The Changing Face Of Social Media Marketing

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2009 was a big year for Social Media Marketing. 2010 is going to be a bigger year for Social Media Marketing. It’s also going to be a very different year.

That was the overall theme of the news item, Social Network Spending Shifts, from eMarketer yesterday:

"Overall, eMarketer predicts US online social network ad spending will reach more than $1.21 billion in 2009, an increase of 3.9% over last year. 2010 will see stronger growth of 7.1%. With total US online ad spending falling this year, the increase in social network spending also means the sites will account for a greater share of the total, at 5.4%. However, those figures only include paid advertising efforts, which represent just a fraction of all spending."

Breaking that down further, eMarketer is not talking about development, Blogger outreach, community engagement/management, fan pages, online promotions, etc… it’s simply talking about those who will spend money advertising in online social networking environments. Rest assured that the dollar amount invested in everything but the advertising spend is going to be quite significant as well.

And then, there’s the changing face of the landscape…

"2009 will end with major shifts in social network advertising spending. Facebook, at 350 million users worldwide, is the premier destination for marketers in the US and many worldwide markets. It will surpass its former rival, MySpace, in ad revenues in 2010, when marketers worldwide will spend $605 million on Facebook versus $385 million on MySpace."

There’s the rise of Twitter and Foursquare this past year and we’ll see a lot more in terms of new platforms and applications as the iPhone, BlackBerry and Google‘s Android devices become ever-more social as well. The evolution of video and audio will continue and more Blogs (or Social Media-driven content publishers) will play an increasingly important role in the development of New Media.

It all brings us back to that great quote from General Eric Shinseki (via Tom Peters‘ excellent business book, Re-Imagine): "If you don’t like change, you’re going to like irrelevance even less."


  1. Have you seen any specific details on where the money will be spent? I wonder if we will see strategic targeting or lots of testing on different things – my fear is it’s larger volume of ‘let’s try this’.
    And if the increase is buying ads on Facebook, do we consider that social media or advertising – which is rather strange when social media is replacing that old, tired advertising stuff.
    I agree it looks like a great year for media/production companies as everyone looks to put more video on sites. I wish that money went to improving the customer experience (customer service, perhaps?) instead of a video that may or may not has the same level of impact as a ‘Wow’ experience.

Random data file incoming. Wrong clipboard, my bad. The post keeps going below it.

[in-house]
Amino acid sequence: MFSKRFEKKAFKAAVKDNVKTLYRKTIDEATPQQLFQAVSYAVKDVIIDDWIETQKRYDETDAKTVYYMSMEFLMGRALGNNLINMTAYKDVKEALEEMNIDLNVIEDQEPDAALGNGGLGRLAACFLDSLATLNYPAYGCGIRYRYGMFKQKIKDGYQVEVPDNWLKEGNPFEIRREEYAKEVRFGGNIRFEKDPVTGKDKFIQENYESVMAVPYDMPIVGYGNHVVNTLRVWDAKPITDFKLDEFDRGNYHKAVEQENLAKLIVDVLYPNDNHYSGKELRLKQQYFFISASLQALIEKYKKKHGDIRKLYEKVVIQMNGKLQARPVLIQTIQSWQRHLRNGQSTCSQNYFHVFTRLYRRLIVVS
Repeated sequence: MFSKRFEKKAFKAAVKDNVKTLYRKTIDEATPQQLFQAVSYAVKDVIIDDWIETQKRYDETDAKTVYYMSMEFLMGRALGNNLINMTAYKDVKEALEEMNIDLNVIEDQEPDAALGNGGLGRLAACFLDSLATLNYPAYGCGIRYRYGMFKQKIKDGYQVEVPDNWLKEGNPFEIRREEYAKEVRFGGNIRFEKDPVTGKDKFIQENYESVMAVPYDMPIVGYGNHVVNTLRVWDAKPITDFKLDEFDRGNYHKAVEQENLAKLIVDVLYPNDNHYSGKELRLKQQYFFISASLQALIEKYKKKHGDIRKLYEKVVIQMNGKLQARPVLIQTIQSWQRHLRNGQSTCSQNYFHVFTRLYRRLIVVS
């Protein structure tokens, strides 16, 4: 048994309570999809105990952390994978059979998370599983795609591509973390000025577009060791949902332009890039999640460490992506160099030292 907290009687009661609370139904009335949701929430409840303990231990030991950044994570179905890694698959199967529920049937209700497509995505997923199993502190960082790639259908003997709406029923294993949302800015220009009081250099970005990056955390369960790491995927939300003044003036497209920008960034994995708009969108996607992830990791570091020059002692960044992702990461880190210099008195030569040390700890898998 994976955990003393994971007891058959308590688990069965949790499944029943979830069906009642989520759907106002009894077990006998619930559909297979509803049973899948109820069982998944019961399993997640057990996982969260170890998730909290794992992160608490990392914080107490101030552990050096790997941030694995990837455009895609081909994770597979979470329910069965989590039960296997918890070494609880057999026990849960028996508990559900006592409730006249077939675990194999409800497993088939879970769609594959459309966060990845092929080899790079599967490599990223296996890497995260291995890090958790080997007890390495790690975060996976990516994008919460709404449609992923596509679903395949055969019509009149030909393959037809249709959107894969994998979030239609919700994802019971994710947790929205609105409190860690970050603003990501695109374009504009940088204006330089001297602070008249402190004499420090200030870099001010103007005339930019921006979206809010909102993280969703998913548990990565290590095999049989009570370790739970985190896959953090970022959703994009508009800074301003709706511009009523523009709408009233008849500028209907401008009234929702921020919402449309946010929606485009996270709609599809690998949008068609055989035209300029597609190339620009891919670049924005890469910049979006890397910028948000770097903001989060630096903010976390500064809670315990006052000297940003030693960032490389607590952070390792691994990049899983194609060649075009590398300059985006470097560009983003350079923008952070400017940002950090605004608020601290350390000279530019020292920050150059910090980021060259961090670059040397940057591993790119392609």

2. As a producer of ‘Branded Content’ for social media marketing, and company websites; we already see this upswing in spending. Problem is, most people signing cheques and steering the online campaign aren’t sure how to engage their potential customer in this arena.
    There is also confusion on the part of the client over who should be providing their online marketing material: is it their PR company? Web company? Mainline Ad Agency? or do they need to hire a Digital agency?
    I’ve watched as this internal struggle leads to duplication, and eventually an ineffectual (and needlessly costly) online campaign.
    All the while someone at the table is going on about how Bob in accounting has a video camera and can do this in house…

  3. “If you don’t like change, you’re going to like irrelevance even less.”
    Mitch… This is so true…. I conerned about people that are not taking this “social media revelution” serious…. There are going to be some HUGE losers on all this..
    What do you think? Best, Brian-

  4. From my experience it appears that social media has been experiemnted with welll in 2009 and this year the emphasis is going to be on proving its worth. With programmes like Google Analytics showing hard ecommerce figures companies are going to want projections on what a campaign will provide.
    There are still the non-financial benefits of social media interaction and some of these are not measurable in analytics tools. I agree things are going to change and i think that one of the challenges will be to remind people of the non-financial benefits that can still be gained!
    However the statistics I am seeing where I work look very good

  5. as a web marketeer i met with a lot of clients who asked me what is SM ? how they can use it for their own benefit ? My last client, a big hotel chain, asked me to create them a SM presence, a campaign etc. When they realized that they have to interact daily with their clients/possible clients they asked me to stop all the project. They just didn’t want to give answers or mingle with the fans…just cash in and have a nice day.

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